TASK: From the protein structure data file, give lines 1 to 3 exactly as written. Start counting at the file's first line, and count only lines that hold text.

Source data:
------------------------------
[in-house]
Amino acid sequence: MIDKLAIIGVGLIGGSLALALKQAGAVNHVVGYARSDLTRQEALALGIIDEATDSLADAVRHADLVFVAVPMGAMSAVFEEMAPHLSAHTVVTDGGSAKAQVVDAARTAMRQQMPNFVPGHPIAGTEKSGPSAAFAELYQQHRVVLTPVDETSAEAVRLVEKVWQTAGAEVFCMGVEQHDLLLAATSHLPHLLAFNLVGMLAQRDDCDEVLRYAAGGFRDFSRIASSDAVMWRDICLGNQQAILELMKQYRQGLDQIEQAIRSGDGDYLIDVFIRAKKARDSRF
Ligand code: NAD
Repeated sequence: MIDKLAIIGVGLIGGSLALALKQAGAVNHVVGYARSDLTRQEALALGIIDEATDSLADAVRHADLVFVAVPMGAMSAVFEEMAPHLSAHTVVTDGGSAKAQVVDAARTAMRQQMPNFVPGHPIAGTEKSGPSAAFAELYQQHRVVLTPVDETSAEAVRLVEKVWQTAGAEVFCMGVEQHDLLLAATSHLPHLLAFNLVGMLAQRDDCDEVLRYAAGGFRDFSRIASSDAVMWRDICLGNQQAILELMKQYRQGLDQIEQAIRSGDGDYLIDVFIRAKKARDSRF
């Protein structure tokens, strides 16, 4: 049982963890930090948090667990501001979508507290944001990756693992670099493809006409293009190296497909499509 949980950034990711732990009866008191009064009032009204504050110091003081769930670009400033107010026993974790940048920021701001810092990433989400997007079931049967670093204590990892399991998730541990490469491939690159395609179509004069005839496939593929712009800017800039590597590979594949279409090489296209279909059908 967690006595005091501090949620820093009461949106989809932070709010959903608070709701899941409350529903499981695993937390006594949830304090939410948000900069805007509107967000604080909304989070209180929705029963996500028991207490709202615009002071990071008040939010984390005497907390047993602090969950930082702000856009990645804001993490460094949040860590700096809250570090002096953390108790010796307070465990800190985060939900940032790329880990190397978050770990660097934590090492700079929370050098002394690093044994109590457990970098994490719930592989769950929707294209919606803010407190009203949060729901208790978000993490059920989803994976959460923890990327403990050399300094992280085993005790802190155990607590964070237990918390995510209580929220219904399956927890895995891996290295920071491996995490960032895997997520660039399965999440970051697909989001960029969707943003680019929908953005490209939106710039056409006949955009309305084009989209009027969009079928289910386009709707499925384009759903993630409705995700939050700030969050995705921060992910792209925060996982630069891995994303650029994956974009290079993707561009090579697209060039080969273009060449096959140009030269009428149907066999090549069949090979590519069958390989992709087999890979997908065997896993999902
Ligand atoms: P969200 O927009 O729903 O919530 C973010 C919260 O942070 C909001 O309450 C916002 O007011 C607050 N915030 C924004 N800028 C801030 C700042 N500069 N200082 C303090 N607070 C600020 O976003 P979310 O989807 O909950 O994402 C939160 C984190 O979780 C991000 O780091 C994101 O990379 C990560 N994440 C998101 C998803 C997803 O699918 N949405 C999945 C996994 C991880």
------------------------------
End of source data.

[in-house]
Amino acid sequence: MIDKLAIIGVGLIGGSLALALKQAGAVNHVVGYARSDLTRQEALALGIIDEATDSLADAVRHADLVFVAVPMGAMSAVFEEMAPHLSAHTVVTDGGSAKAQVVDAARTAMRQQMPNFVPGHPIAGTEKSGPSAAFAELYQQHRVVLTPVDETSAEAVRLVEKVWQTAGAEVFCMGVEQHDLLLAATSHLPHLLAFNLVGMLAQRDDCDEVLRYAAGGFRDFSRIASSDAVMWRDICLGNQQAILELMKQYRQGLDQIEQAIRSGDGDYLIDVFIRAKKARDSRF
Ligand code: NAD